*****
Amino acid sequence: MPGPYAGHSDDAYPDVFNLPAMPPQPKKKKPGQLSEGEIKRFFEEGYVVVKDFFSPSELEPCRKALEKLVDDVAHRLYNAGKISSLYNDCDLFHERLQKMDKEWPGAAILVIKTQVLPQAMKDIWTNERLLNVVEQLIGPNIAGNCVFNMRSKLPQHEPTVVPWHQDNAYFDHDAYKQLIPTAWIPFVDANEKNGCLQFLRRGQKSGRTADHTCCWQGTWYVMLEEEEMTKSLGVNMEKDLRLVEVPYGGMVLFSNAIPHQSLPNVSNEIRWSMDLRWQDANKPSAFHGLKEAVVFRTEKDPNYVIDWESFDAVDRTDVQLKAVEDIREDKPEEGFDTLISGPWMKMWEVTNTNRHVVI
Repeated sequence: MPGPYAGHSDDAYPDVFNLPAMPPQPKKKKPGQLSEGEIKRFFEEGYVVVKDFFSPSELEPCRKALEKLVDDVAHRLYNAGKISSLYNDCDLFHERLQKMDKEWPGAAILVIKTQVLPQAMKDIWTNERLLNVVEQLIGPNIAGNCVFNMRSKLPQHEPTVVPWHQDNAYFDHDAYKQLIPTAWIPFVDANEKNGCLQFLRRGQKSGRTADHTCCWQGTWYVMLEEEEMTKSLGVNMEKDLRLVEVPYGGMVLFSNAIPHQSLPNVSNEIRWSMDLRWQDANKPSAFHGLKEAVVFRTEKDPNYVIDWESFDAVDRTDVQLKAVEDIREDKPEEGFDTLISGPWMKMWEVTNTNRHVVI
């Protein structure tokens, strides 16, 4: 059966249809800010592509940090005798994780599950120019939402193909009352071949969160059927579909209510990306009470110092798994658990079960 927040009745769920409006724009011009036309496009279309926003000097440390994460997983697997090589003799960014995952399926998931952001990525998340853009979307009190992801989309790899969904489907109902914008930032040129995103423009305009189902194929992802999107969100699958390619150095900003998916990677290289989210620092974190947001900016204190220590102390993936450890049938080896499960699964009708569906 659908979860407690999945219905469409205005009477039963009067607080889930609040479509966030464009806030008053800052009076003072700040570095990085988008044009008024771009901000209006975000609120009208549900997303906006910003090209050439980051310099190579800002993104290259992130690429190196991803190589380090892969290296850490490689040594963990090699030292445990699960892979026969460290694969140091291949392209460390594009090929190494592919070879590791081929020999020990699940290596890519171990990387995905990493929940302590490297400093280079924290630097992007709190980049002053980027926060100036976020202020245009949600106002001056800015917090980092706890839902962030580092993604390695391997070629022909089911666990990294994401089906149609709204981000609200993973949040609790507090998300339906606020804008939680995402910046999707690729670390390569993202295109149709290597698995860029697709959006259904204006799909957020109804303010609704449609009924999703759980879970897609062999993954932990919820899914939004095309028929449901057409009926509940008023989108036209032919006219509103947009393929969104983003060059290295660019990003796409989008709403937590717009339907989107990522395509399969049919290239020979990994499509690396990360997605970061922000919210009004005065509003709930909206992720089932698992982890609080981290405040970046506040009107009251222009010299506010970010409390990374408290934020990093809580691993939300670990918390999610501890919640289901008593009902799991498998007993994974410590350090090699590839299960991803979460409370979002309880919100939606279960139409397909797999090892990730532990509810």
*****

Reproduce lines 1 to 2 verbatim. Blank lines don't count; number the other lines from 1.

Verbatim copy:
Amino acid sequence: MPGPYAGHSDDAYPDVFNLPAMPPQPKKKKPGQLSEGEIKRFFEEGYVVVKDFFSPSELEPCRKALEKLVDDVAHRLYNAGKISSLYNDCDLFHERLQKMDKEWPGAAILVIKTQVLPQAMKDIWTNERLLNVVEQLIGPNIAGNCVFNMRSKLPQHEPTVVPWHQDNAYFDHDAYKQLIPTAWIPFVDANEKNGCLQFLRRGQKSGRTADHTCCWQGTWYVMLEEEEMTKSLGVNMEKDLRLVEVPYGGMVLFSNAIPHQSLPNVSNEIRWSMDLRWQDANKPSAFHGLKEAVVFRTEKDPNYVIDWESFDAVDRTDVQLKAVEDIREDKPEEGFDTLISGPWMKMWEVTNTNRHVVI
Repeated sequence: MPGPYAGHSDDAYPDVFNLPAMPPQPKKKKPGQLSEGEIKRFFEEGYVVVKDFFSPSELEPCRKALEKLVDDVAHRLYNAGKISSLYNDCDLFHERLQKMDKEWPGAAILVIKTQVLPQAMKDIWTNERLLNVVEQLIGPNIAGNCVFNMRSKLPQHEPTVVPWHQDNAYFDHDAYKQLIPTAWIPFVDANEKNGCLQFLRRGQKSGRTADHTCCWQGTWYVMLEEEEMTKSLGVNMEKDLRLVEVPYGGMVLFSNAIPHQSLPNVSNEIRWSMDLRWQDANKPSAFHGLKEAVVFRTEKDPNYVIDWESFDAVDRTDVQLKAVEDIREDKPEEGFDTLISGPWMKMWEVTNTNRHVVI